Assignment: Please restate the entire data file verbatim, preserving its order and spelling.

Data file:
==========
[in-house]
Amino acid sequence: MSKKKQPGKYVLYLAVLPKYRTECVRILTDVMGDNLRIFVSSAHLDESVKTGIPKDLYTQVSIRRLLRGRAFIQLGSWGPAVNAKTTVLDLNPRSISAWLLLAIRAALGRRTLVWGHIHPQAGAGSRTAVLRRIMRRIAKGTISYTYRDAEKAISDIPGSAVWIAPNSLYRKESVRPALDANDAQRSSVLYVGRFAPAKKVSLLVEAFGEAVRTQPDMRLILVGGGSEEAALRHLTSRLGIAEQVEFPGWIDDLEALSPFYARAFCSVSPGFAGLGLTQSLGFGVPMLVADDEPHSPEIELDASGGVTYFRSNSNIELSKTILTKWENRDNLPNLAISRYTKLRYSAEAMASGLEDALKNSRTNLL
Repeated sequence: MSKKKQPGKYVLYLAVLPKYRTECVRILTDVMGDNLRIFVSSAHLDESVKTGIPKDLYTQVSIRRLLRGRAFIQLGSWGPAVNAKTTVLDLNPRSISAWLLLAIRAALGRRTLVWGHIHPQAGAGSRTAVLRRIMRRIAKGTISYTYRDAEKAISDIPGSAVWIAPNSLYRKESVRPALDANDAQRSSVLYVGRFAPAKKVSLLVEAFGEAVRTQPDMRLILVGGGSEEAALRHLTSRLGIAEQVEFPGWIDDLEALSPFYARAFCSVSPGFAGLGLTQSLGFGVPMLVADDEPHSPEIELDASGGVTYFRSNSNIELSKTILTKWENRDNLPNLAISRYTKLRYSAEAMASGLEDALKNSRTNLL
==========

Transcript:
[in-house]
Amino acid sequence: MSKKKQPGKYVLYLAVLPKYRTECVRILTDVMGDNLRIFVSSAHLDESVKTGIPKDLYTQVSIRRLLRGRAFIQLGSWGPAVNAKTTVLDLNPRSISAWLLLAIRAALGRRTLVWGHIHPQAGAGSRTAVLRRIMRRIAKGTISYTYRDAEKAISDIPGSAVWIAPNSLYRKESVRPALDANDAQRSSVLYVGRFAPAKKVSLLVEAFGEAVRTQPDMRLILVGGGSEEAALRHLTSRLGIAEQVEFPGWIDDLEALSPFYARAFCSVSPGFAGLGLTQSLGFGVPMLVADDEPHSPEIELDASGGVTYFRSNSNIELSKTILTKWENRDNLPNLAISRYTKLRYSAEAMASGLEDALKNSRTNLL
Repeated sequence: MSKKKQPGKYVLYLAVLPKYRTECVRILTDVMGDNLRIFVSSAHLDESVKTGIPKDLYTQVSIRRLLRGRAFIQLGSWGPAVNAKTTVLDLNPRSISAWLLLAIRAALGRRTLVWGHIHPQAGAGSRTAVLRRIMRRIAKGTISYTYRDAEKAISDIPGSAVWIAPNSLYRKESVRPALDANDAQRSSVLYVGRFAPAKKVSLLVEAFGEAVRTQPDMRLILVGGGSEEAALRHLTSRLGIAEQVEFPGWIDDLEALSPFYARAFCSVSPGFAGLGLTQSLGFGVPMLVADDEPHSPEIELDASGGVTYFRSNSNIELSKTILTKWENRDNLPNLAISRYTKLRYSAEAMASGLEDALKNSRTNLL